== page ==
When asked why this emerging environmental paradigm has taken hold in Chico, McNall mentioned factors ranging from global (like the volatility of oil prices and competition for resources from China and India) to national (such as Hurricane Katrina) to local.

While scientists for many years have been pointing to increases in greenhouse-gas emissions and the link to more intense weather patterns, Katrina gave the phenomenon context, not to mention a sense of urgency in dealing with it.

California has emerged as a leading state in the global-warming fight. Gov. Schwarzenegger in the fall signed legislation, the first of its kind in the nation, to reduce greenhouse-gas emissions.

The high-profile move helped highlight a movement that’s rapidly gaining momentum in the mainstream. It also adds to the list of factors that have led to what McNall refers to as a happy conjuncture of events locally—the collaboration of entities that for years (decades even) have been working on myriad aspects that fit under the umbrella of sustainability.

One of the oldest local environmental groups, and a partner in the movement, is the Butte Environmental Council—a 31-year-old nonprofit organization devoted to environmental health issues and advocacy.

These days, Jennifer Oman, BEC’s education and outreach coordinator, is in demand more than ever. She is constantly working on giving the public—and businesses—practical methods to be environmentally friendly. Recently, BEC purchased 1,000 ChicoBags to give away at the Thursday Night Market.

Oman said consumer demand for similar products and the Internet have helped speed up the sustainability movement. Locally, the university’s commitment is undeniable, she added.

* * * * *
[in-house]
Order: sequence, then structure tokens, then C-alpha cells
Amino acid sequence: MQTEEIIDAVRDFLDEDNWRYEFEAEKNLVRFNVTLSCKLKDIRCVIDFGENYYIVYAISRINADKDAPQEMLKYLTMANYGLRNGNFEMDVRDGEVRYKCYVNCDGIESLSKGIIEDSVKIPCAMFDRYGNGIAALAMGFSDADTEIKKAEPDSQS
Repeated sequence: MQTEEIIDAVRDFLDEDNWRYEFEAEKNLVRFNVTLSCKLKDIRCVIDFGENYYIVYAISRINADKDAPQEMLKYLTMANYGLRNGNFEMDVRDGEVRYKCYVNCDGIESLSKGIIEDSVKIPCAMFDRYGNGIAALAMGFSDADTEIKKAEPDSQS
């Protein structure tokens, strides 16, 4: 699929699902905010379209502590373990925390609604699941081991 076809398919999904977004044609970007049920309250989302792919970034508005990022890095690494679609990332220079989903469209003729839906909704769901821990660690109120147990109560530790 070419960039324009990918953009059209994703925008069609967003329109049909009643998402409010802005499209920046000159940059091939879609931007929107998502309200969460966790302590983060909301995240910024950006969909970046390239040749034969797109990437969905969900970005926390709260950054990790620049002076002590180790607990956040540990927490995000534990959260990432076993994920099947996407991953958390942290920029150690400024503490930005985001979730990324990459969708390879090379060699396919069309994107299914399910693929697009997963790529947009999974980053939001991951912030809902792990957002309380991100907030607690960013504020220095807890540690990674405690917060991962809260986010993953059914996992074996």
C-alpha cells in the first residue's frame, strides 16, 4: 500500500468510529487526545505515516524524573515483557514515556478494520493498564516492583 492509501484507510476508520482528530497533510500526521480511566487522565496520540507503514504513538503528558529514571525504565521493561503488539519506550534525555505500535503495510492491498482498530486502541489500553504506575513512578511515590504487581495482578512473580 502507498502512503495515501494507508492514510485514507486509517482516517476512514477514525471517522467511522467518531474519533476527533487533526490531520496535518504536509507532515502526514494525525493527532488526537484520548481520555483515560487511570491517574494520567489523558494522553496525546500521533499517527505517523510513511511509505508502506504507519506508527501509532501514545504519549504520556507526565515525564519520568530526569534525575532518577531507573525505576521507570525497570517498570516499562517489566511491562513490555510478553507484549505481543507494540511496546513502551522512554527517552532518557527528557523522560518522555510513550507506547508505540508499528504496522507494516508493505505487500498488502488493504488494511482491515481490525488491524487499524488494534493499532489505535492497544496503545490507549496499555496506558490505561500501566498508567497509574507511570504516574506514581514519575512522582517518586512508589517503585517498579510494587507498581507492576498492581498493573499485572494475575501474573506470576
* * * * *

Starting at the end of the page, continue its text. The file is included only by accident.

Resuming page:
Still, BEC is focused on ensuring long-term efforts don’t get left behind in the momentum surge.

“Even recycling is an on-going education endeavor,” she said.

Another high-profile partner is Chico itself. The city made several noteworthy strides to reduce energy consumption, such as assembling a large solar array at its wastewater treatment plant, which the city says has reduced the facility’s utility use by about 35 percent. One of the city’s most recent and bold undertakings is a vow to significantly reduce greenhouse-gas emissions.

The pledge came last fall when Vice Mayor Ann Schwab, along with a majority of the City Council, voted in favor of signing on to the U.S. Conference of Mayors Climate Protection Agreement, which asks participants to meet or beat Kyoto Protocol targets by reducing greenhouse-gas production by 2012 to a level 7 percent below what was found in 1990. Schwab is now serving as chairwoman of a 15-member Sustainability Task Force that is dedicated to coming up with concepts to accomplish the challenge.

“It’s not only about improving the environment, but saving money, too,” she said.

Crucial to the cause, and one of the biggest items on the agenda, Schwab added, is an education component. She is hoping the public will weigh in on the process by attending the task force’s meetings (the next one is 3-5 p.m. April 30 at City Council chambers).

Input and support of community members is essential, she said, because the choices they make have lasting impacts.

“It’s really about quality of life, for everyone.”